MGMA16: What the future holds for healthcare and MACRA after the election

capitol building above trees

SAN FRANCISCO--With the national election that will decide a new president and many Congressional races now just days away, the leaders of the Medical Group Management Association’s government affairs team were offering no predictions Wednesday about the results.

MGMA conference logo

One prediction, however: No matter who the country’s 45th president will be, many healthcare issues will continue to be on the radar in Washington from the future of the Affordable Care Act to Medicaid expansion to mental health, said Anders Gilberg, senior vice president for government affairs at MGMA, on the closing day of the organization’s annual conference.

What remains to be seen is whether there will be bipartisanship cooperation in Washington or gridlock, he added.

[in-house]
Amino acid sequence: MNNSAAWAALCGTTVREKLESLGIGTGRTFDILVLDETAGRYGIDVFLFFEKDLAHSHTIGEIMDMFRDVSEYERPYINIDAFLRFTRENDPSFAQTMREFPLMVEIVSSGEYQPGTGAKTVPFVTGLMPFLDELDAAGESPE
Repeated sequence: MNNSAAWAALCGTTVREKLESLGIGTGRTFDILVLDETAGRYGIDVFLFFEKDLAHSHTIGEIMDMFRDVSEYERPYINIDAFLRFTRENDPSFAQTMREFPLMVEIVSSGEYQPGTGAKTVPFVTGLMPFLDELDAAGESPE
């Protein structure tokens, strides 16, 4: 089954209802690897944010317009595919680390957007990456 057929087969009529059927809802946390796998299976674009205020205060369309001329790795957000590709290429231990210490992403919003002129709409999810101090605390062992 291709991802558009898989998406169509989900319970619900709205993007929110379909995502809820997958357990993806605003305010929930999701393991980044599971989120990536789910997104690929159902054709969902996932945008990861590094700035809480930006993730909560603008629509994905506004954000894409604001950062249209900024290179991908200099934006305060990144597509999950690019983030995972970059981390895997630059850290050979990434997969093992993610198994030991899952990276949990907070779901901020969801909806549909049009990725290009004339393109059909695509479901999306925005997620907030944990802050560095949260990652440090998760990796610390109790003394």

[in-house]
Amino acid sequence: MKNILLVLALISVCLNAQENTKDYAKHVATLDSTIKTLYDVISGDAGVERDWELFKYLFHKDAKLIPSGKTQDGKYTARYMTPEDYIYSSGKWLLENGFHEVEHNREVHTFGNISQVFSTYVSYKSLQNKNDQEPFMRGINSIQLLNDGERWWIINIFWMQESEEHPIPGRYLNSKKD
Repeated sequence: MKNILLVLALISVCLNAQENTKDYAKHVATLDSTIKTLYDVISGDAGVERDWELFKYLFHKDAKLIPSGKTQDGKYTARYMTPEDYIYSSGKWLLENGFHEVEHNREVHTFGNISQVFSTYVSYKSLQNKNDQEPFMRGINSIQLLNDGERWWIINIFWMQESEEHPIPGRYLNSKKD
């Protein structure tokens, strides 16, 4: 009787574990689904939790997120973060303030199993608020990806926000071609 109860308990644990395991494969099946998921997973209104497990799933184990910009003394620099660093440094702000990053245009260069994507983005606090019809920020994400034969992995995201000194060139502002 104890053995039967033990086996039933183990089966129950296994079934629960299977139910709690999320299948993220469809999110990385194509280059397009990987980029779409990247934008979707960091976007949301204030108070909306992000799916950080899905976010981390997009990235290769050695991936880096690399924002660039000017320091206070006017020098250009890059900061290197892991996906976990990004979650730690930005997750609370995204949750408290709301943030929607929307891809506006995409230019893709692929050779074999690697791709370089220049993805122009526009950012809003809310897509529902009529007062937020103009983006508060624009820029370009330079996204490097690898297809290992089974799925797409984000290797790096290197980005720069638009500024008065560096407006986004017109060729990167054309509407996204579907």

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“The goal is addressing total cost of care,” said Gilberg, about the push for Medicare value-based payment reform that was the dominate issue for medical practices this year as the government moved to implement the Medicare Access and CHIP Reauthorization Act (MACRA).

“This was a historic, landmark piece of legislation,” said Jennifer McLaughlin, J.D., senior associate director of government affairs.

The new administration will not likely change MACRA, which Congress passed with strong bipartisan support. “The law is set in place at this point,” said Gilberg.

However, medical practices can expect continued oversight by Congress as to how MACRA is carried out, he said. In fact, leaders of the GOP Doctors Caucus, an 18-member group of Republican lawmakers that includes eight physicians and others with ties to healthcare, last week said they would not rule out further action by Congress if the new payment system needs fixing. They expressed concern that the new MACRA rule is too complicated and could mean physicians drop out of the Medicare program.

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